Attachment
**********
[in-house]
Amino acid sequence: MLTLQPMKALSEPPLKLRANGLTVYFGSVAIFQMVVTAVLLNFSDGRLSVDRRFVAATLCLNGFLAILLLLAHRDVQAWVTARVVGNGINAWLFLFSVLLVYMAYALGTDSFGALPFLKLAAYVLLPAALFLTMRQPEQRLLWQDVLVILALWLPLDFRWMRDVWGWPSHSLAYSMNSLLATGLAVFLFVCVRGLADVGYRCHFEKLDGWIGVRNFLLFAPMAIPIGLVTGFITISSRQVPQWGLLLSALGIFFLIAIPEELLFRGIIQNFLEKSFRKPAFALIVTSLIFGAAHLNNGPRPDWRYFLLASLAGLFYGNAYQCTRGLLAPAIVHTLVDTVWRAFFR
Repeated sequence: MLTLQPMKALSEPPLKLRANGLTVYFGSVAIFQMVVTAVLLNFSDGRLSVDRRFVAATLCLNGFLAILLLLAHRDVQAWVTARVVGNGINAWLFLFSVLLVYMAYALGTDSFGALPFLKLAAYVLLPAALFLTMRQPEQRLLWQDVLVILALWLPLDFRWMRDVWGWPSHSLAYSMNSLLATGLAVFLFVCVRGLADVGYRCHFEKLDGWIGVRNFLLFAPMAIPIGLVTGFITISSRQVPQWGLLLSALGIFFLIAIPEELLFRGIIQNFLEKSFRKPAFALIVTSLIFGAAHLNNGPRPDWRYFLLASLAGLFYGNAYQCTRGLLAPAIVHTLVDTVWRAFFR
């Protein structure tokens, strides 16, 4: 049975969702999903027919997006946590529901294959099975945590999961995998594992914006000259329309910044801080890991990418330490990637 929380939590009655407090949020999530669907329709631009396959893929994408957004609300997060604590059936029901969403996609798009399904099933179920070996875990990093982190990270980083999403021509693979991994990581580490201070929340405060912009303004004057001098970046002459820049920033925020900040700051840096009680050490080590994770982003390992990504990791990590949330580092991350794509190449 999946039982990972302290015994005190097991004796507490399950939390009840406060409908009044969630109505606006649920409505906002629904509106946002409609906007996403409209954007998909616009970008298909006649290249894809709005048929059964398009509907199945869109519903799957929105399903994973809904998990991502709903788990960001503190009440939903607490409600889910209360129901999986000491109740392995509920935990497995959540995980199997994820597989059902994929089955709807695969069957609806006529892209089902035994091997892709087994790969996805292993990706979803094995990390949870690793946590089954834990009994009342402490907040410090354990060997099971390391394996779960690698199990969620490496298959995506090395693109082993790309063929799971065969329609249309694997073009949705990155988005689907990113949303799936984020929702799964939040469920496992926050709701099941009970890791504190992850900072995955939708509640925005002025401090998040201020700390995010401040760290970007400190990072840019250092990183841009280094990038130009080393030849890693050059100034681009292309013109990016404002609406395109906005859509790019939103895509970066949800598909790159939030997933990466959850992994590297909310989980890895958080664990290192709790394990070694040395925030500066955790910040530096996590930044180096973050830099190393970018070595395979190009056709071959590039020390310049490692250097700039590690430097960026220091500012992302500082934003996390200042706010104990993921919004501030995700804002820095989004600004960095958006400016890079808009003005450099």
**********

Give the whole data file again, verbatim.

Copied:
[in-house]
Amino acid sequence: MLTLQPMKALSEPPLKLRANGLTVYFGSVAIFQMVVTAVLLNFSDGRLSVDRRFVAATLCLNGFLAILLLLAHRDVQAWVTARVVGNGINAWLFLFSVLLVYMAYALGTDSFGALPFLKLAAYVLLPAALFLTMRQPEQRLLWQDVLVILALWLPLDFRWMRDVWGWPSHSLAYSMNSLLATGLAVFLFVCVRGLADVGYRCHFEKLDGWIGVRNFLLFAPMAIPIGLVTGFITISSRQVPQWGLLLSALGIFFLIAIPEELLFRGIIQNFLEKSFRKPAFALIVTSLIFGAAHLNNGPRPDWRYFLLASLAGLFYGNAYQCTRGLLAPAIVHTLVDTVWRAFFR
Repeated sequence: MLTLQPMKALSEPPLKLRANGLTVYFGSVAIFQMVVTAVLLNFSDGRLSVDRRFVAATLCLNGFLAILLLLAHRDVQAWVTARVVGNGINAWLFLFSVLLVYMAYALGTDSFGALPFLKLAAYVLLPAALFLTMRQPEQRLLWQDVLVILALWLPLDFRWMRDVWGWPSHSLAYSMNSLLATGLAVFLFVCVRGLADVGYRCHFEKLDGWIGVRNFLLFAPMAIPIGLVTGFITISSRQVPQWGLLLSALGIFFLIAIPEELLFRGIIQNFLEKSFRKPAFALIVTSLIFGAAHLNNGPRPDWRYFLLASLAGLFYGNAYQCTRGLLAPAIVHTLVDTVWRAFFR
């Protein structure tokens, strides 16, 4: 049975969702999903027919997006946590529901294959099975945590999961995998594992914006000259329309910044801080890991990418330490990637 929380939590009655407090949020999530669907329709631009396959893929994408957004609300997060604590059936029901969403996609798009399904099933179920070996875990990093982190990270980083999403021509693979991994990581580490201070929340405060912009303004004057001098970046002459820049920033925020900040700051840096009680050490080590994770982003390992990504990791990590949330580092991350794509190449 999946039982990972302290015994005190097991004796507490399950939390009840406060409908009044969630109505606006649920409505906002629904509106946002409609906007996403409209954007998909616009970008298909006649290249894809709005048929059964398009509907199945869109519903799957929105399903994973809904998990991502709903788990960001503190009440939903607490409600889910209360129901999986000491109740392995509920935990497995959540995980199997994820597989059902994929089955709807695969069957609806006529892209089902035994091997892709087994790969996805292993990706979803094995990390949870690793946590089954834990009994009342402490907040410090354990060997099971390391394996779960690698199990969620490496298959995506090395693109082993790309063929799971065969329609249309694997073009949705990155988005689907990113949303799936984020929702799964939040469920496992926050709701099941009970890791504190992850900072995955939708509640925005002025401090998040201020700390995010401040760290970007400190990072840019250092990183841009280094990038130009080393030849890693050059100034681009292309013109990016404002609406395109906005859509790019939103895509970066949800598909790159939030997933990466959850992994590297909310989980890895958080664990290192709790394990070694040395925030500066955790910040530096996590930044180096973050830099190393970018070595395979190009056709071959590039020390310049490692250097700039590690430097960026220091500012992302500082934003996390200042706010104990993921919004501030995700804002820095989004600004960095958006400016890079808009003005450099």